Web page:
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Sunday, 5 October 2014


Denmark was first united in the 10th century, during the Viking period, by the king Harald Bluetooth (c. 985), who first converted the country to Christianity.

In 1397 Denmark, Sweden and Norway became a single country with one queen (called the Kalmar Union). Sweden became a separate country again in 1523. Denmark and Norway (called Denmark-Norway), stayed united, until 1814.

The Danish flag, a white cross on a red background, is the oldest state flag still in use. Versions in use date back to at least 1397.

It is illegal to burn the flag of any country in Denmark, with the exception of the Danish flag itself.

Denmark became a constitutional monarchy on June 5, 1849 when it adopted a constitution which took away powers from the King and gave rights to ordinary Danish people.

June 5 is now a holiday in Denmark, called "Constitution Day".

The National Constitutional Assembly was convened by King Frederick VII in 1848 to adopt the Constitution of Denmark

The first issue of Berlingske, Denmark's oldest continually operating newspaper, was published on January 3, 1749. Berlingske was founded by Denmark's Royal Book Printer Ernst Henrich Berling and originally titled Kjøbenhavnske Danske Post-Tidender, then the Berlingskes Politiske og Avertissements Tidende. Until 1903 it had an official right to publish news about the government. In 1936, the newspaper's title was shortened to Berlingske Tidende.

Front page of Kjøbenhavnske Danske Post-Tidender (today Berlingske) in 1749

Frederick VII was the last king of Denmark to rule as an absolute monarch. On June 5, 1849 he signed a constitution that established a Danish parliament and made the country a constitutional monarchy. Immediately after he gave up absolute power by signing the constitution, King Frederick VII remarked, "that was nice, now I can sleep in in the mornings."

Denmark was defeated in the 1864 Second Schleswig War when the duchies of Schleswig and Holstein was conquered by the Kingdom Prussia (now a part of Germany). The country began a policy of neutrality after the loss.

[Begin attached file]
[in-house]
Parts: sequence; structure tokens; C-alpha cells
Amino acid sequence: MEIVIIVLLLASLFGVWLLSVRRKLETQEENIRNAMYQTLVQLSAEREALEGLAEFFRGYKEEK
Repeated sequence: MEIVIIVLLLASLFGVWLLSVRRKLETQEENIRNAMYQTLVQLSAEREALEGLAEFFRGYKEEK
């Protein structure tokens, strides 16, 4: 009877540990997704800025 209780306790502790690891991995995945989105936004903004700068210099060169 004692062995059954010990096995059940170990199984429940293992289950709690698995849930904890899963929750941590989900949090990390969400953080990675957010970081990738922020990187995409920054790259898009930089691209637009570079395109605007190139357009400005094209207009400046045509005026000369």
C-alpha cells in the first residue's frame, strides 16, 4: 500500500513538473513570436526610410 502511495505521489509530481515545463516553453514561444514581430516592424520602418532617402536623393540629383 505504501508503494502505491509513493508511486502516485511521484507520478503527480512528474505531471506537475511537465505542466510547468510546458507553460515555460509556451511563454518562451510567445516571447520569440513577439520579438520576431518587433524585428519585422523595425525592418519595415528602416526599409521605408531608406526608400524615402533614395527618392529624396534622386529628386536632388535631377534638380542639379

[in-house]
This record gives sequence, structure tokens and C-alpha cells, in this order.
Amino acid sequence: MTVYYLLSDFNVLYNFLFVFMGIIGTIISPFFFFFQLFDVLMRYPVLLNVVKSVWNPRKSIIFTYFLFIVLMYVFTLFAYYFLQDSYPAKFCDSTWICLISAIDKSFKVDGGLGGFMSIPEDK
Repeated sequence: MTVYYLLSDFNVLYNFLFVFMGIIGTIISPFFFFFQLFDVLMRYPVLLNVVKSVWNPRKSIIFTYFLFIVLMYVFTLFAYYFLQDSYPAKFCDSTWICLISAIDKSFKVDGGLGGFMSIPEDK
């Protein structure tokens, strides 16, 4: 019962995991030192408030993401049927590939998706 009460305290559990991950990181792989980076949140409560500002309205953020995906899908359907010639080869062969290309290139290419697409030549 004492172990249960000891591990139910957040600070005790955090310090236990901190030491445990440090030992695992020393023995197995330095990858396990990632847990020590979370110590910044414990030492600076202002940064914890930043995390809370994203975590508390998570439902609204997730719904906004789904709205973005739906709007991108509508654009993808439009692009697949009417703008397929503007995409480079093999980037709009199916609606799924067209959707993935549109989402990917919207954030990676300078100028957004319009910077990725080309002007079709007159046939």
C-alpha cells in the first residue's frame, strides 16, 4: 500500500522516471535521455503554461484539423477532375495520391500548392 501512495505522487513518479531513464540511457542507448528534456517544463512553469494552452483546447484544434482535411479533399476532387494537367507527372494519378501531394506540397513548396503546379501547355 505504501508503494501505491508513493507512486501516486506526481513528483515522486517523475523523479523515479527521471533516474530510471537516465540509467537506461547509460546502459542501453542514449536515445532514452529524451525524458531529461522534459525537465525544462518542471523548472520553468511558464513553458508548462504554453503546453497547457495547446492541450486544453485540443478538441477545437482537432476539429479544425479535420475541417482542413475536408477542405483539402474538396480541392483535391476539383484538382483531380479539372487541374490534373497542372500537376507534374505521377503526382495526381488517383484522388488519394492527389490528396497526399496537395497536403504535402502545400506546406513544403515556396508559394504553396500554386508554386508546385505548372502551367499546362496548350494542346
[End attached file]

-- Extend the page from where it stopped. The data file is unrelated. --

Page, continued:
Denmark was invaded by Hitler's Germany on April 9, 1940, The Nazis stayed in the country throughout World War II.

German Leichter Panzerspähwagen armored car in Jutland. By Bundesarchiv, Bild 101I-753-0010-19A / Bieling

During the war, in 1943, the Danes helped over 8,000 Jews to escape from Denmark into Sweden after the Nazis tried to arrest them.

In 1969, Denmark became the first country in the world to legalize pornography.

Every Danish monarch from 1513 to 1972 was named either Frederick or Christian. In fact there was strict alteration between the two names.

Queen Margrethe II of Denmark ascended the throne on January 14, 1972. She was the first Queen of Denmark since 1412 and the first Danish monarch not named Frederick or Christian since 1513.

Queen Margrethe II of Denmark. Photo by  Johannes Jansson. Source Nordic Co-operation website (, 
In the political sense, the Kingdom of Denmark also includes the Faroe Islands in the Atlantic Ocean, and Greenland in North America. All three parts of the country have different languages and culture and their own governments.

Denmark was named the happiest nation in the first ever World Happiness Report commissioned by the United Nations in 2012.

The average age for men to get married in Denmark is 34.8, the highest in the world.

In Denmark, approximately two-thirds of all Danes have a surname ending in –sen.

The Danish for King is Kong. The film King Kong was therefore called ‘Kong King’.

The Danish Language is so difficult to learn, that Danish children take longer to learn to speak than children from other countries.

Danish pastries are called Viennese bread (Wienerbrød) in Denmark.

In Denmark, each citizen eats an average of 18 pounds of candy per year, twice as much as the average European.

There are way more pigs than humans in Denmark – the country’s human population is an estimated 5.4 million, compared to its pig population of around 24 million.

You are never more than 50km (31 miles) from the sea in Denmark

Gedser Odde on the island of Falster is Denmark's southernmost point.

Source Daily Express

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